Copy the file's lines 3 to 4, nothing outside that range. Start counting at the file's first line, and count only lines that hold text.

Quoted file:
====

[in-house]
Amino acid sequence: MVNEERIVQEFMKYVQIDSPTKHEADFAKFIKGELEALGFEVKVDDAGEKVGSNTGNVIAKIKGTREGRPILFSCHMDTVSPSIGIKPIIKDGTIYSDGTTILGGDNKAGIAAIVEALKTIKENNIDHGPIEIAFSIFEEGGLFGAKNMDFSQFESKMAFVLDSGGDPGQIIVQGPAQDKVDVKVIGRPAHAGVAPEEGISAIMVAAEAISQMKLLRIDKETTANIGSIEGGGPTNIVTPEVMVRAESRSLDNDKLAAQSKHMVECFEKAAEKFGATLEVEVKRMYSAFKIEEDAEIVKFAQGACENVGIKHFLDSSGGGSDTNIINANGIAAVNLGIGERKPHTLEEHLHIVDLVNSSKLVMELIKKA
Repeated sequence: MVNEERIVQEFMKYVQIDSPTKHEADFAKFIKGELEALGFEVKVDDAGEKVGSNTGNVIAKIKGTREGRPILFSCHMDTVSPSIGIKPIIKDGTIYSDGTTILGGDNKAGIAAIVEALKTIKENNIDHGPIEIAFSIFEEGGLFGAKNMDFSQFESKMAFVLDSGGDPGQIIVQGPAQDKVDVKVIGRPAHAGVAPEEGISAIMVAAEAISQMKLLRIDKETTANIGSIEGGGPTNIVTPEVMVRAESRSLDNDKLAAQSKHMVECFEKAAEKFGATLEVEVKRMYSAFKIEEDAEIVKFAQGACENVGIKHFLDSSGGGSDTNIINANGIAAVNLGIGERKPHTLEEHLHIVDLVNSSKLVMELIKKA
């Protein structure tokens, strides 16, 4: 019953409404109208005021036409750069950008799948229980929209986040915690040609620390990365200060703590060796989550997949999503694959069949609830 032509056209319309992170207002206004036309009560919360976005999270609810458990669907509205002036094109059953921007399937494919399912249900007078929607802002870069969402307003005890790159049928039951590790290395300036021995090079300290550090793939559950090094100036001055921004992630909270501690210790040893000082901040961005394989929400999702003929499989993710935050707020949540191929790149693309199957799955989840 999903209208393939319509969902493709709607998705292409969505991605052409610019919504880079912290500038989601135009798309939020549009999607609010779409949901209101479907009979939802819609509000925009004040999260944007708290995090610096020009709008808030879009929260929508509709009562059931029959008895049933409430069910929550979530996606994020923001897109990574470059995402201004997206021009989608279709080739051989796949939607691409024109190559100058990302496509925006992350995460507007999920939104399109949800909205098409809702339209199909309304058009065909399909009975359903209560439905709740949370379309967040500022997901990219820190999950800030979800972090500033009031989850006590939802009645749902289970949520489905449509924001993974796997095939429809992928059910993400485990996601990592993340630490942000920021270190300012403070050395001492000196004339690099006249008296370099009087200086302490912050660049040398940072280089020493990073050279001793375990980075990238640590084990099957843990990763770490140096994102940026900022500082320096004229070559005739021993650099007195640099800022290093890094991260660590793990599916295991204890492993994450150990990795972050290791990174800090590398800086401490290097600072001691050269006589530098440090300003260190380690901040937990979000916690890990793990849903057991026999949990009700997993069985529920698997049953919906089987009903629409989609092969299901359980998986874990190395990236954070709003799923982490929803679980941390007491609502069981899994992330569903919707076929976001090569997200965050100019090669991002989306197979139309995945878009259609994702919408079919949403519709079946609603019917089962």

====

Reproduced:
Repeated sequence: MVNEERIVQEFMKYVQIDSPTKHEADFAKFIKGELEALGFEVKVDDAGEKVGSNTGNVIAKIKGTREGRPILFSCHMDTVSPSIGIKPIIKDGTIYSDGTTILGGDNKAGIAAIVEALKTIKENNIDHGPIEIAFSIFEEGGLFGAKNMDFSQFESKMAFVLDSGGDPGQIIVQGPAQDKVDVKVIGRPAHAGVAPEEGISAIMVAAEAISQMKLLRIDKETTANIGSIEGGGPTNIVTPEVMVRAESRSLDNDKLAAQSKHMVECFEKAAEKFGATLEVEVKRMYSAFKIEEDAEIVKFAQGACENVGIKHFLDSSGGGSDTNIINANGIAAVNLGIGERKPHTLEEHLHIVDLVNSSKLVMELIKKA
């Protein structure tokens, strides 16, 4: 019953409404109208005021036409750069950008799948229980929209986040915690040609620390990365200060703590060796989550997949999503694959069949609830 032509056209319309992170207002206004036309009560919360976005999270609810458990669907509205002036094109059953921007399937494919399912249900007078929607802002870069969402307003005890790159049928039951590790290395300036021995090079300290550090793939559950090094100036001055921004992630909270501690210790040893000082901040961005394989929400999702003929499989993710935050707020949540191929790149693309199957799955989840 999903209208393939319509969902493709709607998705292409969505991605052409610019919504880079912290500038989601135009798309939020549009999607609010779409949901209101479907009979939802819609509000925009004040999260944007708290995090610096020009709008808030879009929260929508509709009562059931029959008895049933409430069910929550979530996606994020923001897109990574470059995402201004997206021009989608279709080739051989796949939607691409024109190559100058990302496509925006992350995460507007999920939104399109949800909205098409809702339209199909309304058009065909399909009975359903209560439905709740949370379309967040500022997901990219820190999950800030979800972090500033009031989850006590939802009645749902289970949520489905449509924001993974796997095939429809992928059910993400485990996601990592993340630490942000920021270190300012403070050395001492000196004339690099006249008296370099009087200086302490912050660049040398940072280089020493990073050279001793375990980075990238640590084990099957843990990763770490140096994102940026900022500082320096004229070559005739021993650099007195640099800022290093890094991260660590793990599916295991204890492993994450150990990795972050290791990174800090590398800086401490290097600072001691050269006589530098440090300003260190380690901040937990979000916690890990793990849903057991026999949990009700997993069985529920698997049953919906089987009903629409989609092969299901359980998986874990190395990236954070709003799923982490929803679980941390007491609502069981899994992330569903919707076929976001090569997200965050100019090669991002989306197979139309995945878009259609994702919408079919949403519709079946609603019917089962």